Are Farm Prices Destined to Rise as More People Compete for Food?

“You know, everybody thinks we farmers are making a killing this year,” he began. “Prices are the highest we’ve ever seen. Grains are about 70% higher than a year ago. But we’re not getting rich. Because the prices we pay for fertilizers and other inputs are also through the roof. Besides, farming is always a boom and bust business. When prices are good, we use the extra money to replace our worn-out tractors and other equipment. When they are bad, we just hunker down. We never end up with a lot of free cash.”

One of the ideas, recently very popular, is that farm prices are destined to rise as more and more people compete for food. We have said so ourselves. But now, we’re not so sure. There is huge untapped capacity for food production.

“Land rush transforms rural Russia,” is a headline in today’s International Herald Tribune. The accompanying article describes how Russia’s collectivized farms are being taken over by agricultural enterprises. Russia is an enormous place, but its collectivized farming system has been a disaster. More than 86 million acres of farmland has been allowed to go fallow. And even where the land is farmed, the yields are pathetic. Were its farms managed correctly, Russia could quadruple today’s output per acre…while putting millions of more acres into production.

From a purely economic point of view, the collapse of communism was one of the worst things to happen to American. As long as China and Russia were red, the U.S. had no significant economic competition. Their crackpot agricultural ideas lowered farm output so dramatically that Russia – which had been a major grain exporter under the Tsar – practically starved under the commies. And China, while it was under the spell of Marx and Lenin, exported nothing but trouble. Now, it is the world’s leading exporter of finished products.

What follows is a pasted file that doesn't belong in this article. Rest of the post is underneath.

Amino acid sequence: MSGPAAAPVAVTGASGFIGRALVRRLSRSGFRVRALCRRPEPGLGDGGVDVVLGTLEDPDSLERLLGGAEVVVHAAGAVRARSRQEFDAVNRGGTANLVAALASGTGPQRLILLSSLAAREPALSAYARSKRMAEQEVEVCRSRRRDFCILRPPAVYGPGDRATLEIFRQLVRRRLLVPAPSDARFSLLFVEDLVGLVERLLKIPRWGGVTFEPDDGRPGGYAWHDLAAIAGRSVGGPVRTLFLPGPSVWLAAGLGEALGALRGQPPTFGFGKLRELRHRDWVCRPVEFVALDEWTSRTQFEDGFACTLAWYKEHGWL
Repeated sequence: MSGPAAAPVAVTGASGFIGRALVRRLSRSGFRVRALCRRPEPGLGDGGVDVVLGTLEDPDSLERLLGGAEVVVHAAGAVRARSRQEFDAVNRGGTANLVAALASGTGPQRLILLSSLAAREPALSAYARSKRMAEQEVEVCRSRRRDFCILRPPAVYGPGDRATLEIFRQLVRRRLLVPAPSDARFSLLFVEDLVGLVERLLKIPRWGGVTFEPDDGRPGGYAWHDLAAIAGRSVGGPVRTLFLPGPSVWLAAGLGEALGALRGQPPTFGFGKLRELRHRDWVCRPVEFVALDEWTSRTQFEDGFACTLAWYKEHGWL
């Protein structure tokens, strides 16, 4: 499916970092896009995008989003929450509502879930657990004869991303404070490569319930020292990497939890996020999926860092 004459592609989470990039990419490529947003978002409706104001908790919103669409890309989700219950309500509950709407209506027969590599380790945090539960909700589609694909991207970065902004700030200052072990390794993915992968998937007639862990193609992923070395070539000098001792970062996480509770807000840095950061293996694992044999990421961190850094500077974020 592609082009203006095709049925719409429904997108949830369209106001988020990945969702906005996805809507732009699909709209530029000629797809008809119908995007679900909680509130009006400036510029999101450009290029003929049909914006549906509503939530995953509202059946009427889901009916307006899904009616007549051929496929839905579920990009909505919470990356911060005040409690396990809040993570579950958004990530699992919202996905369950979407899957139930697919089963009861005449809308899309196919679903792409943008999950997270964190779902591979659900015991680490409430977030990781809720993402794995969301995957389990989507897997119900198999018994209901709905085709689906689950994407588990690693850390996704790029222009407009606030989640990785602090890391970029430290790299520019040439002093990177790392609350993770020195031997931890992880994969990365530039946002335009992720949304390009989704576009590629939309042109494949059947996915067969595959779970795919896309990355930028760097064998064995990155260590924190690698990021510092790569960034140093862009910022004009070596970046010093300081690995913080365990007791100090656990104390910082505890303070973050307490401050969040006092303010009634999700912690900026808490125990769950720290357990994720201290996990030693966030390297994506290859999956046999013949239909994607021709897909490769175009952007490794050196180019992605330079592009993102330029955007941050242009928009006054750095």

We mentioned last week that Russia – after being broke and defenseless 20 years ago – is getting back on its feet. With money and energy to burn, it is asserting itself in Ossetia.

And soon, Russia – with 7% of the world’s arable land – could not only be one of the world’s greatest energy exporters, it could also be one of the world’s leading exporters of food.

Bill Bonner
for Markets and Money

Bill Bonner

Bill Bonner

Since founding Agora Inc. in 1979, Bill Bonner has found success and garnered camaraderie in numerous communities and industries. A man of many talents, his entrepreneurial savvy, unique writings, philanthropic undertakings, and preservationist activities have all been recognized and awarded by some of America’s most respected authorities. Along with Addison Wiggin, his friend and colleague, Bill has written two New York Times best-selling books, Financial Reckoning Day and Empire of Debt. Both works have been critically acclaimed internationally. With political journalist Lila Rajiva, he wrote his third New York Times best-selling book, Mobs, Messiahs and Markets, which offers concrete advice on how to avoid the public spectacle of modern finance. Since 1999, Bill has been a daily contributor and the driving force behind Markets and Money.
Bill Bonner

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